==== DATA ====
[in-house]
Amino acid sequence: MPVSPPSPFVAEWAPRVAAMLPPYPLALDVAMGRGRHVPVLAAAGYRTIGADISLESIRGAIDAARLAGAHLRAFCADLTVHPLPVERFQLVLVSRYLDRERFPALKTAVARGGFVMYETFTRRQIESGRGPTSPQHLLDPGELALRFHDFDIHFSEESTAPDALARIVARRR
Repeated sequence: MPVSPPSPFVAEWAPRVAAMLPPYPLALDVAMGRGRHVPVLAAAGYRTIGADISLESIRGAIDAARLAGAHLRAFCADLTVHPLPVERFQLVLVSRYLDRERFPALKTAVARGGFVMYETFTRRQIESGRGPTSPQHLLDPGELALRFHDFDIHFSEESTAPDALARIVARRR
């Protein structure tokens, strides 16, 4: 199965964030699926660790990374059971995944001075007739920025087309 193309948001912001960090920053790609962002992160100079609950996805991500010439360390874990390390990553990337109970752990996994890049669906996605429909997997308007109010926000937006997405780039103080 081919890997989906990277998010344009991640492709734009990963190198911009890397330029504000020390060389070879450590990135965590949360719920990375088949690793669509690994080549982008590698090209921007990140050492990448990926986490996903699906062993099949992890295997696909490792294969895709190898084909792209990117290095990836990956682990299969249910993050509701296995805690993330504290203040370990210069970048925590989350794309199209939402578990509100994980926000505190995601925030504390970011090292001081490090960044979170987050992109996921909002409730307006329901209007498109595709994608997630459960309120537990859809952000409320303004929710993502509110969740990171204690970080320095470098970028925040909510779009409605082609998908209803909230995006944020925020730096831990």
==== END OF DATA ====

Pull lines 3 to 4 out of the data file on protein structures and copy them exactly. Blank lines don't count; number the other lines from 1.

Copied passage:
Repeated sequence: MPVSPPSPFVAEWAPRVAAMLPPYPLALDVAMGRGRHVPVLAAAGYRTIGADISLESIRGAIDAARLAGAHLRAFCADLTVHPLPVERFQLVLVSRYLDRERFPALKTAVARGGFVMYETFTRRQIESGRGPTSPQHLLDPGELALRFHDFDIHFSEESTAPDALARIVARRR
């Protein structure tokens, strides 16, 4: 199965964030699926660790990374059971995944001075007739920025087309 193309948001912001960090920053790609962002992160100079609950996805991500010439360390874990390390990553990337109970752990996994890049669906996605429909997997308007109010926000937006997405780039103080 081919890997989906990277998010344009991640492709734009990963190198911009890397330029504000020390060389070879450590990135965590949360719920990375088949690793669509690994080549982008590698090209921007990140050492990448990926986490996903699906062993099949992890295997696909490792294969895709190898084909792209990117290095990836990956682990299969249910993050509701296995805690993330504290203040370990210069970048925590989350794309199209939402578990509100994980926000505190995601925030504390970011090292001081490090960044979170987050992109996921909002409730307006329901209007498109595709994608997630459960309120537990859809952000409320303004929710993502509110969740990171204690970080320095470098970028925040909510779009409605082609998908209803909230995006944020925020730096831990």